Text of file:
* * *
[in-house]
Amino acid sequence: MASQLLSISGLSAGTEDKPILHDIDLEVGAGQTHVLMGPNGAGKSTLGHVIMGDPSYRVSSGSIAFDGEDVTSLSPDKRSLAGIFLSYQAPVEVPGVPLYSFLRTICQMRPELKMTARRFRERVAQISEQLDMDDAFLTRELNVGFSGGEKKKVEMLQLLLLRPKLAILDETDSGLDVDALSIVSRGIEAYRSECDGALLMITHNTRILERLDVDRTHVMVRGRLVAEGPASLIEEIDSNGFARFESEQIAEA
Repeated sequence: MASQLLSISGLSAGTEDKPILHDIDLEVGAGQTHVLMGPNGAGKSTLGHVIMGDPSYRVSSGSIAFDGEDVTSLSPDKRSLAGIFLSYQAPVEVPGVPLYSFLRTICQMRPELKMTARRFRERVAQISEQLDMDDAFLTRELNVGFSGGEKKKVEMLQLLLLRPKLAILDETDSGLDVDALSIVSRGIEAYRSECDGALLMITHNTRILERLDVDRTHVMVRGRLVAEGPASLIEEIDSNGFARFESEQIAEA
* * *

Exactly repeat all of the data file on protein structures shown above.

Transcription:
[in-house]
Amino acid sequence: MASQLLSISGLSAGTEDKPILHDIDLEVGAGQTHVLMGPNGAGKSTLGHVIMGDPSYRVSSGSIAFDGEDVTSLSPDKRSLAGIFLSYQAPVEVPGVPLYSFLRTICQMRPELKMTARRFRERVAQISEQLDMDDAFLTRELNVGFSGGEKKKVEMLQLLLLRPKLAILDETDSGLDVDALSIVSRGIEAYRSECDGALLMITHNTRILERLDVDRTHVMVRGRLVAEGPASLIEEIDSNGFARFESEQIAEA
Repeated sequence: MASQLLSISGLSAGTEDKPILHDIDLEVGAGQTHVLMGPNGAGKSTLGHVIMGDPSYRVSSGSIAFDGEDVTSLSPDKRSLAGIFLSYQAPVEVPGVPLYSFLRTICQMRPELKMTARRFRERVAQISEQLDMDDAFLTRELNVGFSGGEKKKVEMLQLLLLRPKLAILDETDSGLDVDALSIVSRGIEAYRSECDGALLMITHNTRILERLDVDRTHVMVRGRLVAEGPASLIEEIDSNGFARFESEQIAEA